involved in a dispute with Brig. Gen. William
Jennings Worth of the U.S. Army. The exact
details of the incident are murky, but Loring
swore out a warrant for Worth's arrest on
charges of assault and battery.
The matter was resolved to the satisfaction of
all parties, but Loring's willingness to file
charges against a high ranking army officer
says much about his code of honor.
Learning of the planned organization of a
new regiment of mounted riflemen, he used
influence to obtain a commission and joined
the regular U.S. Army in 1846. The United
States soon entered the Mexican-American
War and Loring served with his regiment in
Gen. Winfield T. Scott's drive on Mexico City.
Wounded at the Battle of Churubusco, Loring
was breveted for courage and went on to fight
in the battles for control of Mexico City. He
was present at the storming of Chapultepec
and lost an arm in the fighting.
It was during this campaign that Loring
cultivated the friendship of the men who later
played a remarkable roles in his life, Ulysses
S. Grant and William Tecumseh Sherman.
Loring achieved additional note in 1849
when he led the rifle regiment overland to the
Pacific Northwest in what was the longest
march by a U.S. Army unit to that date. He
also fought against the Apache in New
Mexico and served under Col. Albert Sidney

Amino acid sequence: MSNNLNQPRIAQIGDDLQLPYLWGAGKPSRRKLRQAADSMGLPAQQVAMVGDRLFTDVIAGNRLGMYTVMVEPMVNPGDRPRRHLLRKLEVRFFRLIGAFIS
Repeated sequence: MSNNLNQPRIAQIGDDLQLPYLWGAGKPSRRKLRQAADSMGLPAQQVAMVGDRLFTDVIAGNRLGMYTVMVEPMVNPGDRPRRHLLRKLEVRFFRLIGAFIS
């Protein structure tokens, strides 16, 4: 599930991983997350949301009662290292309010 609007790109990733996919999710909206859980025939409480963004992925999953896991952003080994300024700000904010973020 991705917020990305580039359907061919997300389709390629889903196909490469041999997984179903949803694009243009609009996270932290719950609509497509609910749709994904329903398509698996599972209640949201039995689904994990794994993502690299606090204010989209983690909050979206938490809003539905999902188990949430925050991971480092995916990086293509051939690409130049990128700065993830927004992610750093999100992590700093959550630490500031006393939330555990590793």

Johnston in the non-shooting Mormon War of
the late 1850.
That Loring was a rising star in the U.S. Army
was evidenced in 1856 when he became the
youngest officer ever promoted to full colonel.
He was only 38-years old.
Colonel Loring traveled overseas in
1859-1860 to study European battlefield
tactics. He was back on the frontier
commanding the Department of New Mexico
when the South fired on Fort Sumter.
Resigning his post on May 13, 1861, Loring
was commissioned a brigadier general in
the Confederate army just seven days later.
As his prior military service had suggested,
William Wing Loring was a fighting general.
After serving (and arguing) with Stonewall
Jackson in 1861-1862, he was promoted to
major general and ordered to Mississippi.
It was there, during the Yazoo Pass
Expedition of 1863, that he earned his
nickname of "Old Blizzards."
General Ulysses S. Grant was trying to take
Vicksburg by using the Yazoo River to flank
the city's powerful Mississippi River batteries.
Loring was ordered to stop him. As Grant
made his way up the Yazoo with ironclads,
gunboats, transports and more than 5,000
men, General Loring obstructed the river as
well as he could and used earth and cotton
bales to built Fort Pemberton just west of
There, as Union ironclads attacked two
abreast on March 11, 1863, Loring leaped
atop a cotton bale yelling for his men to "Give
them blizzards, Boys! Give them blizzards!"
Grant was driven back and his old friend's
battlefield heroics were celebrated across
Grant soon came again, but Loring's division
was cut off from the main Confederate army
at the Battle of Champion's Hill on May 16,
1863. This allowed him to avoid being
trapped in Vicksburg, which surrendered on